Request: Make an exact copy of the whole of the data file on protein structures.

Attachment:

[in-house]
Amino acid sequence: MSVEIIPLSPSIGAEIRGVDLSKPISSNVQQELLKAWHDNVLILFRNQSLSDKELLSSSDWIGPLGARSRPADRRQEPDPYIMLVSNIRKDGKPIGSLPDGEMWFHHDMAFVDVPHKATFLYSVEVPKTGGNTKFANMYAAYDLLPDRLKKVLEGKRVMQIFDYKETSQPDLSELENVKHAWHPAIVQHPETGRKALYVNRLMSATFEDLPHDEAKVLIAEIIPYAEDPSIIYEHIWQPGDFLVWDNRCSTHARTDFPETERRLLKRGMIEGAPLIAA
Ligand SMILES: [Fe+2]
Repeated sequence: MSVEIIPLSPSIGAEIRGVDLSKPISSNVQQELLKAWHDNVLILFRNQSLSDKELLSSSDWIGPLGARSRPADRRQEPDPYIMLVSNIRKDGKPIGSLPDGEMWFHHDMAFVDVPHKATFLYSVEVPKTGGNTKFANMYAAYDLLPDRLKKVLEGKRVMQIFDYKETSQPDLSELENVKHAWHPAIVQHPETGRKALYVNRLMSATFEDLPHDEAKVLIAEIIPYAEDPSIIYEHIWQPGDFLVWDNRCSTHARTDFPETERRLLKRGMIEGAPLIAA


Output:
[in-house]
Amino acid sequence: MSVEIIPLSPSIGAEIRGVDLSKPISSNVQQELLKAWHDNVLILFRNQSLSDKELLSSSDWIGPLGARSRPADRRQEPDPYIMLVSNIRKDGKPIGSLPDGEMWFHHDMAFVDVPHKATFLYSVEVPKTGGNTKFANMYAAYDLLPDRLKKVLEGKRVMQIFDYKETSQPDLSELENVKHAWHPAIVQHPETGRKALYVNRLMSATFEDLPHDEAKVLIAEIIPYAEDPSIIYEHIWQPGDFLVWDNRCSTHARTDFPETERRLLKRGMIEGAPLIAA
Ligand SMILES: [Fe+2]
Repeated sequence: MSVEIIPLSPSIGAEIRGVDLSKPISSNVQQELLKAWHDNVLILFRNQSLSDKELLSSSDWIGPLGARSRPADRRQEPDPYIMLVSNIRKDGKPIGSLPDGEMWFHHDMAFVDVPHKATFLYSVEVPKTGGNTKFANMYAAYDLLPDRLKKVLEGKRVMQIFDYKETSQPDLSELENVKHAWHPAIVQHPETGRKALYVNRLMSATFEDLPHDEAKVLIAEIIPYAEDPSIIYEHIWQPGDFLVWDNRCSTHARTDFPETERRLLKRGMIEGAPLIAA